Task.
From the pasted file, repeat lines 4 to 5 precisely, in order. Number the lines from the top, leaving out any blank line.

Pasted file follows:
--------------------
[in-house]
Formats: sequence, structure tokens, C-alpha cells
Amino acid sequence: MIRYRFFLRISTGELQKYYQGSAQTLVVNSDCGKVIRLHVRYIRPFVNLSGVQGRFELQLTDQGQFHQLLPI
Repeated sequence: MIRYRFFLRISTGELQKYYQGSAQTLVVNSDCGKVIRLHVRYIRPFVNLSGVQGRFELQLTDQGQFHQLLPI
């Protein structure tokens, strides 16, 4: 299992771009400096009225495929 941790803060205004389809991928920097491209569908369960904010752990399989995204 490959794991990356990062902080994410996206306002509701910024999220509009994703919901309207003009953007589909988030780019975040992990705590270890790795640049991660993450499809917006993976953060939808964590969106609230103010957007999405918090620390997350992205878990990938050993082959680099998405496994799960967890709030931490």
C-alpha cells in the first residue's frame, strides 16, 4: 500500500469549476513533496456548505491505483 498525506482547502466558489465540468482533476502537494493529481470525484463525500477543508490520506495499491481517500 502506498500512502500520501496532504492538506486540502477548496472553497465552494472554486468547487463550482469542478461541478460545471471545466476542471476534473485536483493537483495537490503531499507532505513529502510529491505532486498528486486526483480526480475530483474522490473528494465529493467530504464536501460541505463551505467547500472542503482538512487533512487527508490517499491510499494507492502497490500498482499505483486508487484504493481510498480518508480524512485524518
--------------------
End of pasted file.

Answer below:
Repeated sequence: MIRYRFFLRISTGELQKYYQGSAQTLVVNSDCGKVIRLHVRYIRPFVNLSGVQGRFELQLTDQGQFHQLLPI
């Protein structure tokens, strides 16, 4: 299992771009400096009225495929 941790803060205004389809991928920097491209569908369960904010752990399989995204 490959794991990356990062902080994410996206306002509701910024999220509009994703919901309207003009953007589909988030780019975040992990705590270890790795640049991660993450499809917006993976953060939808964590969106609230103010957007999405918090620390997350992205878990990938050993082959680099998405496994799960967890709030931490």